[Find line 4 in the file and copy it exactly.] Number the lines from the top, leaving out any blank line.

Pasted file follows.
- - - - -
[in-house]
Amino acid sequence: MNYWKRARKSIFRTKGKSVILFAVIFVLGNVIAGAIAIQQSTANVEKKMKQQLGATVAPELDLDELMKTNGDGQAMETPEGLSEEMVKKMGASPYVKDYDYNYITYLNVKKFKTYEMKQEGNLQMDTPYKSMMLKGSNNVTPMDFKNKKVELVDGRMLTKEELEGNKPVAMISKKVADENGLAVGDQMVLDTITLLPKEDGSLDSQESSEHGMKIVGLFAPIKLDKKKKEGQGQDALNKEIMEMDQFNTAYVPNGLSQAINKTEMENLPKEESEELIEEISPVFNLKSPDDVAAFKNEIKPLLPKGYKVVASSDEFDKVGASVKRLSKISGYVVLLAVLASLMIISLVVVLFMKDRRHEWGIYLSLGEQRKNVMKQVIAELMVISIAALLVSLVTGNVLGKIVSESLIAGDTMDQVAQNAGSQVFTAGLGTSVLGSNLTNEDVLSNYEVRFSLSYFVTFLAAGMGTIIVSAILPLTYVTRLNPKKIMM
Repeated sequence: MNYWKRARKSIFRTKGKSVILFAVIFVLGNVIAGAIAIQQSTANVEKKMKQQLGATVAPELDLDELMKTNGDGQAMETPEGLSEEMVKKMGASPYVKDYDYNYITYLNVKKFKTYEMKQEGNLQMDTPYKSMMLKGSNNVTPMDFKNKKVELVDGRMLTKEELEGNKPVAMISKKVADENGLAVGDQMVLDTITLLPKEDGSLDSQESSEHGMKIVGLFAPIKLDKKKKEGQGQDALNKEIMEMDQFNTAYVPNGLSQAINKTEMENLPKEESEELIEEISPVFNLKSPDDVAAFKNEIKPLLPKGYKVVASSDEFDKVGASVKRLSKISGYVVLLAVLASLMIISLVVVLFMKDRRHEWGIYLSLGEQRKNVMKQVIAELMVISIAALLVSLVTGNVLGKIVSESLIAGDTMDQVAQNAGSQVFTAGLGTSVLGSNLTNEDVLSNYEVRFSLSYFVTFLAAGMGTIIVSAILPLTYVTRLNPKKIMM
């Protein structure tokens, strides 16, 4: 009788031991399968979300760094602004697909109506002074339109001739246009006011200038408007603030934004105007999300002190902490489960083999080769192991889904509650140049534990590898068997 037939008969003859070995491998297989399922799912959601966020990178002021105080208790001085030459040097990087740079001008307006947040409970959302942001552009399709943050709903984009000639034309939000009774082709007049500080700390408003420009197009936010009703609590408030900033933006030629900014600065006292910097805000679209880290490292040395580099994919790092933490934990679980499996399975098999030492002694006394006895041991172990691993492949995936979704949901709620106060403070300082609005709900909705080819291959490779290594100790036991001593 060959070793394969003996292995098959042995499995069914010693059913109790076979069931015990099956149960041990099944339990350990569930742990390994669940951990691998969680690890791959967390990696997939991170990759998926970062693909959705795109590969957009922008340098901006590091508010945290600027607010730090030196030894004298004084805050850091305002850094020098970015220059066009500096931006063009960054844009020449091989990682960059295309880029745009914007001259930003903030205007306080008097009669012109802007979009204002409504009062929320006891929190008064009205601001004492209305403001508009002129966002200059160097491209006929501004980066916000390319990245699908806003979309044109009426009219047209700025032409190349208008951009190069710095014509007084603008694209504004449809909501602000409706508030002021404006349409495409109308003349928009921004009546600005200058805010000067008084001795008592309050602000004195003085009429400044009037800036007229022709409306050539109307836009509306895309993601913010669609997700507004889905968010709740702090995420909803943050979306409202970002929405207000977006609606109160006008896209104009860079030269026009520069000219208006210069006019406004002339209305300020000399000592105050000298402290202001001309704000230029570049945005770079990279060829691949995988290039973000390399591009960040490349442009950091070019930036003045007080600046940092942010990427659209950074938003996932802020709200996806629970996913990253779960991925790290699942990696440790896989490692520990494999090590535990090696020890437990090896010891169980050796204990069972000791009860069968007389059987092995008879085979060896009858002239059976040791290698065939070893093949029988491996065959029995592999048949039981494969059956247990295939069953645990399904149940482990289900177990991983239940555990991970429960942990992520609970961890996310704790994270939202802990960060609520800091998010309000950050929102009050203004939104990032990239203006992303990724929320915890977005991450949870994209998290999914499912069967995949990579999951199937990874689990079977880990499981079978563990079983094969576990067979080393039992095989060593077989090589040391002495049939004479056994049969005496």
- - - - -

């Protein structure tokens, strides 16, 4: 009788031991399968979300760094602004697909109506002074339109001739246009006011200038408007603030934004105007999300002190902490489960083999080769192991889904509650140049534990590898068997 037939008969003859070995491998297989399922799912959601966020990178002021105080208790001085030459040097990087740079001008307006947040409970959302942001552009399709943050709903984009000639034309939000009774082709007049500080700390408003420009197009936010009703609590408030900033933006030629900014600065006292910097805000679209880290490292040395580099994919790092933490934990679980499996399975098999030492002694006394006895041991172990691993492949995936979704949901709620106060403070300082609005709900909705080819291959490779290594100790036991001593 060959070793394969003996292995098959042995499995069914010693059913109790076979069931015990099956149960041990099944339990350990569930742990390994669940951990691998969680690890791959967390990696997939991170990759998926970062693909959705795109590969957009922008340098901006590091508010945290600027607010730090030196030894004298004084805050850091305002850094020098970015220059066009500096931006063009960054844009020449091989990682960059295309880029745009914007001259930003903030205007306080008097009669012109802007979009204002409504009062929320006891929190008064009205601001004492209305403001508009002129966002200059160097491209006929501004980066916000390319990245699908806003979309044109009426009219047209700025032409190349208008951009190069710095014509007084603008694209504004449809909501602000409706508030002021404006349409495409109308003349928009921004009546600005200058805010000067008084001795008592309050602000004195003085009429400044009037800036007229022709409306050539109307836009509306895309993601913010669609997700507004889905968010709740702090995420909803943050979306409202970002929405207000977006609606109160006008896209104009860079030269026009520069000219208006210069006019406004002339209305300020000399000592105050000298402290202001001309704000230029570049945005770079990279060829691949995988290039973000390399591009960040490349442009950091070019930036003045007080600046940092942010990427659209950074938003996932802020709200996806629970996913990253779960991925790290699942990696440790896989490692520990494999090590535990090696020890437990090896010891169980050796204990069972000791009860069968007389059987092995008879085979060896009858002239059976040791290698065939070893093949029988491996065959029995592999048949039981494969059956247990295939069953645990399904149940482990289900177990991983239940555990991970429960942990992520609970961890996310704790994270939202802990960060609520800091998010309000950050929102009050203004939104990032990239203006992303990724929320915890977005991450949870994209998290999914499912069967995949990579999951199937990874689990079977880990499981079978563990079983094969576990067979080393039992095989060593077989090589040391002495049939004479056994049969005496």